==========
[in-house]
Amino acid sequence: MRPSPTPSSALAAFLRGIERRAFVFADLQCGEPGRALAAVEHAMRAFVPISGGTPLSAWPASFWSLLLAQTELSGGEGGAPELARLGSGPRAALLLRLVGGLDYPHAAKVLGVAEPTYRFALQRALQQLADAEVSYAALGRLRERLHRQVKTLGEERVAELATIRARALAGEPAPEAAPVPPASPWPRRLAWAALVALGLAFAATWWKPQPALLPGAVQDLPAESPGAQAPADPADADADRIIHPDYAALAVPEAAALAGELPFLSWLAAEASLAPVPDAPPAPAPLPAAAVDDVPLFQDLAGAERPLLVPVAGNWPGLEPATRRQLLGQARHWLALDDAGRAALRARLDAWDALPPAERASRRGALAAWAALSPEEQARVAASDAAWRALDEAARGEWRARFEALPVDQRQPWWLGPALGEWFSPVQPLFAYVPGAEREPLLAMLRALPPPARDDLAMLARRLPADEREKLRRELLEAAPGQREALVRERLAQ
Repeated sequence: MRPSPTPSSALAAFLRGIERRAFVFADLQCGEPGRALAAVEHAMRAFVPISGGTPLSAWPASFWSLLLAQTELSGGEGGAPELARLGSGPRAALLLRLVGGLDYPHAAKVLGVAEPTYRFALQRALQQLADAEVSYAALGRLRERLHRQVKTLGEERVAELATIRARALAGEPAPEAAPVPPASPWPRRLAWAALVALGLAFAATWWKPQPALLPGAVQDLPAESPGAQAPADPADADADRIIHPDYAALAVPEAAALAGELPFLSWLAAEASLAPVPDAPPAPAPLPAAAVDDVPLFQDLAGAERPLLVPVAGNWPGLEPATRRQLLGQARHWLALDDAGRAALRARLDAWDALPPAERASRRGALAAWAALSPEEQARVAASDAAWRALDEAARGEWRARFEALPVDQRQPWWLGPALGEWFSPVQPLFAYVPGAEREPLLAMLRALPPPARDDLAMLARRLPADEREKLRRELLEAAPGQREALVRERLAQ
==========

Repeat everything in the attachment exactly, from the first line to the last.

[in-house]
Amino acid sequence: MRPSPTPSSALAAFLRGIERRAFVFADLQCGEPGRALAAVEHAMRAFVPISGGTPLSAWPASFWSLLLAQTELSGGEGGAPELARLGSGPRAALLLRLVGGLDYPHAAKVLGVAEPTYRFALQRALQQLADAEVSYAALGRLRERLHRQVKTLGEERVAELATIRARALAGEPAPEAAPVPPASPWPRRLAWAALVALGLAFAATWWKPQPALLPGAVQDLPAESPGAQAPADPADADADRIIHPDYAALAVPEAAALAGELPFLSWLAAEASLAPVPDAPPAPAPLPAAAVDDVPLFQDLAGAERPLLVPVAGNWPGLEPATRRQLLGQARHWLALDDAGRAALRARLDAWDALPPAERASRRGALAAWAALSPEEQARVAASDAAWRALDEAARGEWRARFEALPVDQRQPWWLGPALGEWFSPVQPLFAYVPGAEREPLLAMLRALPPPARDDLAMLARRLPADEREKLRRELLEAAPGQREALVRERLAQ
Repeated sequence: MRPSPTPSSALAAFLRGIERRAFVFADLQCGEPGRALAAVEHAMRAFVPISGGTPLSAWPASFWSLLLAQTELSGGEGGAPELARLGSGPRAALLLRLVGGLDYPHAAKVLGVAEPTYRFALQRALQQLADAEVSYAALGRLRERLHRQVKTLGEERVAELATIRARALAGEPAPEAAPVPPASPWPRRLAWAALVALGLAFAATWWKPQPALLPGAVQDLPAESPGAQAPADPADADADRIIHPDYAALAVPEAAALAGELPFLSWLAAEASLAPVPDAPPAPAPLPAAAVDDVPLFQDLAGAERPLLVPVAGNWPGLEPATRRQLLGQARHWLALDDAGRAALRARLDAWDALPPAERASRRGALAAWAALSPEEQARVAASDAAWRALDEAARGEWRARFEALPVDQRQPWWLGPALGEWFSPVQPLFAYVPGAEREPLLAMLRALPPPARDDLAMLARRLPADEREKLRRELLEAAPGQREALVRERLAQ